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What makes an effective restoration planting for woodland birds?




Knight, Emma
Crane, Mason
Montague-Drake, Rebecca
Michael, Damian
MacGregor, Chris
Lindenmayer, David B

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Large-scale vegetation clearing accompanying agricultural development has been a major driver of biodiversity loss. Efforts to reverse this problem have often included revegetation, but the value of revegetated areas for biodiversity is poorly known. We addressed aspects of this knowledge gap using a case study in south-eastern Australia. We quantified relationships between bird species richness and the probability of detection for eight individual bird species and: (i) the context of a planting, i.e. the types of the vegetation cover in the neighborhood of a planting, (ii) the configuration of a planting, i.e. the location and geometry of a planting, and, (iii) the content of planting, i.e. the vegetation features of a planting. The presence and nature of the effects of these explanatory variables varied with each of our response variables. A combination of context, configuration and content variables were needed to explain the variability in species richness and the presence of individual species. Context effects were highly significant, particularly the amount of planted and remnant native vegetation surrounding plantings. We speculate that when the area surrounding a planting was potentially suitable, recognition of planting "patch" boundaries disappeared and, correspondingly, configuration effects such as planting size were limited. Our results suggest that maximizing the value of planted areas for bird biota requires consideration not only of the features of the vegetation within a planting, but also where a planting is placed.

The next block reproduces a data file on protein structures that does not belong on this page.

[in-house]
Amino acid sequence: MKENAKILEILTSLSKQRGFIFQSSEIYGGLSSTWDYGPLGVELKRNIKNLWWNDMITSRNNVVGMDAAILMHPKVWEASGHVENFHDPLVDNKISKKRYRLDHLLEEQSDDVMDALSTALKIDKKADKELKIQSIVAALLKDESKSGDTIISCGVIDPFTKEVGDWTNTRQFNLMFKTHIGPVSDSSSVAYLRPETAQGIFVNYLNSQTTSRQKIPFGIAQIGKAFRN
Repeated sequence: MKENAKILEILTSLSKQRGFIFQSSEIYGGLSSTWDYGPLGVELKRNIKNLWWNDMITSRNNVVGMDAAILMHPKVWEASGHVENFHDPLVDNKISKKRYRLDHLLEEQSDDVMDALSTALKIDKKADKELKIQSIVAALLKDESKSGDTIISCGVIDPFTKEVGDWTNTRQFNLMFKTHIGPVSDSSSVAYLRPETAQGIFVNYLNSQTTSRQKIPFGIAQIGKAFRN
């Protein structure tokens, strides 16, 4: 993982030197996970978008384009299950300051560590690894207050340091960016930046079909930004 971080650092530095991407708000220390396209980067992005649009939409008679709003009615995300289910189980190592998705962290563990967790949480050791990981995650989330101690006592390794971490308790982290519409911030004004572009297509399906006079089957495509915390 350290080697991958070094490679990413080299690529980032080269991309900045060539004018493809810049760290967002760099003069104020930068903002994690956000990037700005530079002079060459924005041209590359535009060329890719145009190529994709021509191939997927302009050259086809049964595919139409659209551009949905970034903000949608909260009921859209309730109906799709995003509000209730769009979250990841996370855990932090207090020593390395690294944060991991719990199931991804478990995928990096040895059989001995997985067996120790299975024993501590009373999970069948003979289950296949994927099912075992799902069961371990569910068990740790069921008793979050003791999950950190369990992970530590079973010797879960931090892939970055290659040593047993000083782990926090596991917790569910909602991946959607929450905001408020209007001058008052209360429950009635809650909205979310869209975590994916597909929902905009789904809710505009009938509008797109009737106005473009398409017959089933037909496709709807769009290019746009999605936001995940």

Keywords: agricultural land; bird; native species; plantation; restoration ecology; revegetation; species richness; temperate environment; vegetation cover; woodland; Australia; Aves Agricultural landscapes; Australia; Birds; Context; Planting size and shape; Planting structure; Temperate woodlands



Biological Conservation


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